Question about piping for a new build

Feb 18, 2017
annapolis, md
I was talking with a PB today and I'd like to get the forum's views on this issue. I had read that you should only use ridgid PVC pipe and not flexible pipe. The rationale is that the flexible pioe is easier to damage ( because it is less strong than the ridgid pipe) and it is susceptible to termites. The PB i spoke with today said that he likes to use it because you get better water flow and the vast majority of it is encased in concrete anyway. He said he would use which ever pipe I wanted. I was just wondering what the thoughts were of the folks in this forum. Thanks!

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Mod Squad
TFP Expert
LifeTime Supporter
Apr 17, 2010
East Texas
I just don't understand how you supposedly get "better water flow" out of the same inside diameter pipe (ID) regardless what it's made of.
Jan 4, 2013
Middletown, DE
I would guess the PB is speaking in general terms about better flow meaning rigid PVC requires elbows (if you don't heat and bend which most PB's won't) versus flex you just curve instead of using 90's. Every 90 degree bend restricts flow...going back to James's point of if sized correctly there will be no problem. I can't speak on flexible pipe being susceptible to termites or the overall longevity of it since flex is used almost exclusively in above ground hot tubs, think the $4k+ ones you can buy at the store. What I can tell you for sure is that flexible PVC is at least twice if not 4 times the cost of rigid and I'm sure the PB will pass that cost along.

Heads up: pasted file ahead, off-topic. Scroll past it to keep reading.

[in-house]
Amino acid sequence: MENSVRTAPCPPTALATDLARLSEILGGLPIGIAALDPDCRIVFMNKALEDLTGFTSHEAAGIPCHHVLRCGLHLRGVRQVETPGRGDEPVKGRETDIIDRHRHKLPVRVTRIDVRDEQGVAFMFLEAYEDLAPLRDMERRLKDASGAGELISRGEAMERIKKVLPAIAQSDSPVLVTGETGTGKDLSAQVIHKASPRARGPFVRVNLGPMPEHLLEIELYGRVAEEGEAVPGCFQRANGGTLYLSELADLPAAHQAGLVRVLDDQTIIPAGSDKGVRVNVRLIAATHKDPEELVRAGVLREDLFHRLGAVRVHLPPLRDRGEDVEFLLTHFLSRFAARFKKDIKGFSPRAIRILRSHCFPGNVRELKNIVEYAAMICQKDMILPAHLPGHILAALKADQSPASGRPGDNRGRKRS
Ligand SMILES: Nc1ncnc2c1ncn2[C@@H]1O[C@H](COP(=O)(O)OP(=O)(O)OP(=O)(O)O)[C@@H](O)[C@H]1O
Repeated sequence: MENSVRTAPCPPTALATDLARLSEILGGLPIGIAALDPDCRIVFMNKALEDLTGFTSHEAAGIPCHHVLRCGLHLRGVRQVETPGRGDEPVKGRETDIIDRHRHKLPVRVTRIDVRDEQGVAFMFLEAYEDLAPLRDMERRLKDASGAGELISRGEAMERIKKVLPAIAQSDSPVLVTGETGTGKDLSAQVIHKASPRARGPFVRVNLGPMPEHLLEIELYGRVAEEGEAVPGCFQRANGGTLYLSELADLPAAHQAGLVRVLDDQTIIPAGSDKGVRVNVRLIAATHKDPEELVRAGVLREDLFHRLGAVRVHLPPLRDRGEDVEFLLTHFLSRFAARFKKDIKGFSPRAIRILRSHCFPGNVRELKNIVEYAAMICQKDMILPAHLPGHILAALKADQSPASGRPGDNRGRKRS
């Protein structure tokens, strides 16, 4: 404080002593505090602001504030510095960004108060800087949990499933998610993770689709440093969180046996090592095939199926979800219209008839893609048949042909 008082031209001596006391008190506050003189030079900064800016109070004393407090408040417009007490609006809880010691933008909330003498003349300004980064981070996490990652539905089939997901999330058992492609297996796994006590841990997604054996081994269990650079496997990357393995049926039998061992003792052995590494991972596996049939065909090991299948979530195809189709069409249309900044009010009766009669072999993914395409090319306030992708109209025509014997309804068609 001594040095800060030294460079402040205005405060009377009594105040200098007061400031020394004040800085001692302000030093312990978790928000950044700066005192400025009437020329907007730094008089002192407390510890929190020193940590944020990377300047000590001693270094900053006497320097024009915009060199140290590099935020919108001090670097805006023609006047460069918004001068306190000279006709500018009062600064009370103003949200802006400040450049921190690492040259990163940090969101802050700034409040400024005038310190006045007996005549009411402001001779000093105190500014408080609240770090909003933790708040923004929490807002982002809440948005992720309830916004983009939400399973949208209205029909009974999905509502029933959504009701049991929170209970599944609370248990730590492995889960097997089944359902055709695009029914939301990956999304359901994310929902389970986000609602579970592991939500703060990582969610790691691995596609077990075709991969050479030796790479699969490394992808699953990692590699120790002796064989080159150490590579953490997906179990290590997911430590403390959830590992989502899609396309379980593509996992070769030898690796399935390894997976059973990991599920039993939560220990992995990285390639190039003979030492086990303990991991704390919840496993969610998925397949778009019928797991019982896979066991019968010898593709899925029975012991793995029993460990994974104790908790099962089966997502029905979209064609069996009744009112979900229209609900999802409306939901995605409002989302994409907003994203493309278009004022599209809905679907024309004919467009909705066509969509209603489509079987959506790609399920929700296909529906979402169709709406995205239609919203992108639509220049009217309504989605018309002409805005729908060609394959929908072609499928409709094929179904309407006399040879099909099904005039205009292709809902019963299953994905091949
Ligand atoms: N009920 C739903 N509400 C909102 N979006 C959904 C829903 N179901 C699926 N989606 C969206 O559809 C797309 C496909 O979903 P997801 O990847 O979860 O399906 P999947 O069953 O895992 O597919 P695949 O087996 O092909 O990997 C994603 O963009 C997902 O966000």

Well-known member
Feb 25, 2016
Atlanta, GA
I would go with rigid pvc and fittings. Two 45's instead of 90's to reduce flow restriction (or the long sweep 90's) if that is a concern.

It's common practice but I never liked baking and bending rigid pvc, seems like it should weaken it some.


In The Industry
Nov 8, 2011
We have been bending pipe for installs for twenty years now I guess. I would put a bent pipe in before I would use a fitting. Sch 40 is very resilient and heating it is a great way to eliminate glue joints


TFP Expert
Mar 2, 2011
Heat bending is a good way to avoid 45s or 90s. However, there is a skill to doing it correctly. If someone knows how to do it, it works well.
Feb 18, 2017
annapolis, md
Funny enough that is exactly the web article that started me down this path. The other thing the builder mentioned that I didn't add earlier is the freeze and thaw issue. In reading some of the posts and an another older thread in this forum it seems this may in part be a north/south thing that changes the pros/cons ratio. Since we are in Maryland we never know if we are quite north or south!

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